Many academics and practitioners believe that managerial myopia is a first-order problem faced by the modern firm. While the 20th century firm emphasized cost efficiency, Porter (1992) argues that “the nature of competition has changed, placing a premium on investment in increasingly complex and intangible forms,” such as innovation, employee training, and organizational development. However, the myopia theories of Stein (1988, 1989) show that managers may fail to invest due to concerns with the firm’s short-term stock price. Since the benefits of intangible investment are only visible in the long run, the immediate effect of such investment is to depress earnings and thus the current stock price. Therefore, a manager aligned with the short-term stock price may turn down valuable investment opportunities.

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Tone at the Top (of the SEC): Tough

Richard J. Sandler is a partner at Davis Polk & Wardwell LLP and co-head of the firm’s global corporate governance group, and David L. Caplan is a partner and global co-head of the firm’s mergers and acquisitions practice. This post is based on a Davis Polk client memorandum.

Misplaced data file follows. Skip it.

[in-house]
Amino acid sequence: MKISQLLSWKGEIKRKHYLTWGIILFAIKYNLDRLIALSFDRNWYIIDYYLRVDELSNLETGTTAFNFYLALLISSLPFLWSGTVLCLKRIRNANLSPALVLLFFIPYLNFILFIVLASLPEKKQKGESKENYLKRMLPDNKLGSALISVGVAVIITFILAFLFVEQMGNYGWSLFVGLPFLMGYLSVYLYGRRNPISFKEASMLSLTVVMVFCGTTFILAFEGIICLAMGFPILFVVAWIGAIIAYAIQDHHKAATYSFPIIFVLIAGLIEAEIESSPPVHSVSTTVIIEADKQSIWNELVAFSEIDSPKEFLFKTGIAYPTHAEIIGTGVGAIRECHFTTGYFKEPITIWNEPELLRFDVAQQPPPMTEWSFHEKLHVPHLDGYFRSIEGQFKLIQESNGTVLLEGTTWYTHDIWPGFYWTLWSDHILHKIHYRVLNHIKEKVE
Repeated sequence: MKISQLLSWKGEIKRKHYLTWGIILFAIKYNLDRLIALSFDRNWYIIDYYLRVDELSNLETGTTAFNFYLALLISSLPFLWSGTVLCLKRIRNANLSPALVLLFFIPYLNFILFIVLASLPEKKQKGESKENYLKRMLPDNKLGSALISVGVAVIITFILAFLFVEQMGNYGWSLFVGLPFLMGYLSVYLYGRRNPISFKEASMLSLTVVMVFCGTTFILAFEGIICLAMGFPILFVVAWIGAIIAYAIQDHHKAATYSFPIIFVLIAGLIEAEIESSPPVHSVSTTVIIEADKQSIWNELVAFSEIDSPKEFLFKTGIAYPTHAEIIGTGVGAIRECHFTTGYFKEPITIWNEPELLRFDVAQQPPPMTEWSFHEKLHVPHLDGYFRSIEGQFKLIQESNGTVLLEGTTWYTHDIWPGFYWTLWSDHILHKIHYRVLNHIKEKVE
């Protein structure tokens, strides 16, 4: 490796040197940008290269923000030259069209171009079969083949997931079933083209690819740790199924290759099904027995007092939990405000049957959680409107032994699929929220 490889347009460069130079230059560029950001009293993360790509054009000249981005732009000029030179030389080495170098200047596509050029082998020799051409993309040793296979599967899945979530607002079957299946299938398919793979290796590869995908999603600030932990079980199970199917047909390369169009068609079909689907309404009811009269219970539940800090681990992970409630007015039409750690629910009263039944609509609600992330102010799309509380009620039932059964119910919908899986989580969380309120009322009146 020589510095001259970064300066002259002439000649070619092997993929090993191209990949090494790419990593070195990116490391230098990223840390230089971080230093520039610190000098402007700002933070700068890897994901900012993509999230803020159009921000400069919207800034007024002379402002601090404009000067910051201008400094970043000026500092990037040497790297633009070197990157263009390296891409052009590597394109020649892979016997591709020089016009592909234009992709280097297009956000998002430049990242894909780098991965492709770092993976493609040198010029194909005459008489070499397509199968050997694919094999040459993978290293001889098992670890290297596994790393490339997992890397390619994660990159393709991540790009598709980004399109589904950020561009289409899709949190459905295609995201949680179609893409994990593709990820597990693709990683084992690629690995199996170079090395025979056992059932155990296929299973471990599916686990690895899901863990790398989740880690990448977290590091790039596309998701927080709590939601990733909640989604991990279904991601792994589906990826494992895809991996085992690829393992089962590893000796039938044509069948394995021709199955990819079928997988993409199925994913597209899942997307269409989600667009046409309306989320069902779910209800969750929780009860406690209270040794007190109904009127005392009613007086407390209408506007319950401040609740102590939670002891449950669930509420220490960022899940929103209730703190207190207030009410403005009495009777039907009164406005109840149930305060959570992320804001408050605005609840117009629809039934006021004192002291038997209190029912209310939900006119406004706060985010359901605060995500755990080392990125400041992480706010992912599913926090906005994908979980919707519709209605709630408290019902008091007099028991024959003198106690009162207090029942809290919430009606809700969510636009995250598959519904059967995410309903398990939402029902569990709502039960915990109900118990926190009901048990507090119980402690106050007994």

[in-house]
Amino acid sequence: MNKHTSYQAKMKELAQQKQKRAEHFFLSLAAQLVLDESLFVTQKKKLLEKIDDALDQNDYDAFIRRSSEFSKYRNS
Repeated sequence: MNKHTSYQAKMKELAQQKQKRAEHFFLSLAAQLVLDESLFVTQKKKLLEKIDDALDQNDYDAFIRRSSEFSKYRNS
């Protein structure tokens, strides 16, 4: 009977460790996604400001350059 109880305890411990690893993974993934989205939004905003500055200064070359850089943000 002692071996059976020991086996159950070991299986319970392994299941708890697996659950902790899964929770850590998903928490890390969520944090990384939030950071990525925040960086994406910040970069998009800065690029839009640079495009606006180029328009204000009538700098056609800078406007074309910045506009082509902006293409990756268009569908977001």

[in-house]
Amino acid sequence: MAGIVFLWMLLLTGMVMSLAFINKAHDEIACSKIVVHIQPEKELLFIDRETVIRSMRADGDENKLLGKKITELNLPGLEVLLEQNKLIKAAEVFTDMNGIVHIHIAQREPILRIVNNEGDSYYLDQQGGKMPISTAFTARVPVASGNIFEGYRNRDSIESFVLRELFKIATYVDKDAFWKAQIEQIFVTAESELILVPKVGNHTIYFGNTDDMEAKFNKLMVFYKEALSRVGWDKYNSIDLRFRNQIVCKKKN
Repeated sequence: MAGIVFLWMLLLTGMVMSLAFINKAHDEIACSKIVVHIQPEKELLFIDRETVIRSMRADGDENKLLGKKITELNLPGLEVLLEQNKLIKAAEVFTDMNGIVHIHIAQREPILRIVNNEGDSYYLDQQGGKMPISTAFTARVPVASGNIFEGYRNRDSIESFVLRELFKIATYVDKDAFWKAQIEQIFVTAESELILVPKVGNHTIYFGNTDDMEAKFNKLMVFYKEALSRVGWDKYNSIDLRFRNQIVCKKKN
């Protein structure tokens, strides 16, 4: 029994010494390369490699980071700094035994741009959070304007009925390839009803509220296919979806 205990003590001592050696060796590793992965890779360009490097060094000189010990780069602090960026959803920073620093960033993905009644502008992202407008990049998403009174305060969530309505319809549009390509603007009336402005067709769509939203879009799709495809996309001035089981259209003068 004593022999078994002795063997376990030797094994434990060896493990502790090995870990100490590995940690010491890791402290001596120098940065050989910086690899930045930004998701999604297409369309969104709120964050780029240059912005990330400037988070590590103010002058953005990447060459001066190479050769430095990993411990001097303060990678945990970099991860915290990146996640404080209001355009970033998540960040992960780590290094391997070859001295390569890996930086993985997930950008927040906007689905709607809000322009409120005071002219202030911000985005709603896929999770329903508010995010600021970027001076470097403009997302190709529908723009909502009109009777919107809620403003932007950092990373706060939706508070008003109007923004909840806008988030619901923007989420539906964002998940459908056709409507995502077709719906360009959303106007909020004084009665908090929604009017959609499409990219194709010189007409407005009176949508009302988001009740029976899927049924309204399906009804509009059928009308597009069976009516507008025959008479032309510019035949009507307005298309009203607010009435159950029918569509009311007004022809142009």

As the fiscal year comes to a close—even while the Securities and Exchange Commission, amidst the government shutdown, continues to fund its operations through a carryover balance from FY 2013—it is a good time to review recent signs of SEC skepticism regarding financial statement reporting practices and the SEC’s current focus on public company officers, directors, and auditors as targets of potential enforcement actions. Since Mary Jo White was confirmed as the new Chairman in April, and George Canellos and Andrew Ceresney were named Co-Directors of the Division of Enforcement later that month, a number of enforcement actions and SEC statements suggest a heightened vigilance, particularly with respect to potential corporate accounting failures.

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Director Independence: Interplay Between Delaware Law and Exchange Rules

The following post comes to us from Jay P. Lefkowitz, senior litigation partner and member of the Global Management Executive Committee at Kirkland & Ellis LLP, and is based on a Kirkland publication by Mr. Lefkowitz, Andrew B. Clubok, Yosef J. Riemer, and Matthew Solum. This post is part of the Delaware law series, which is cosponsored by the Forum and Corporation Service Company; links to other posts in the series are available here.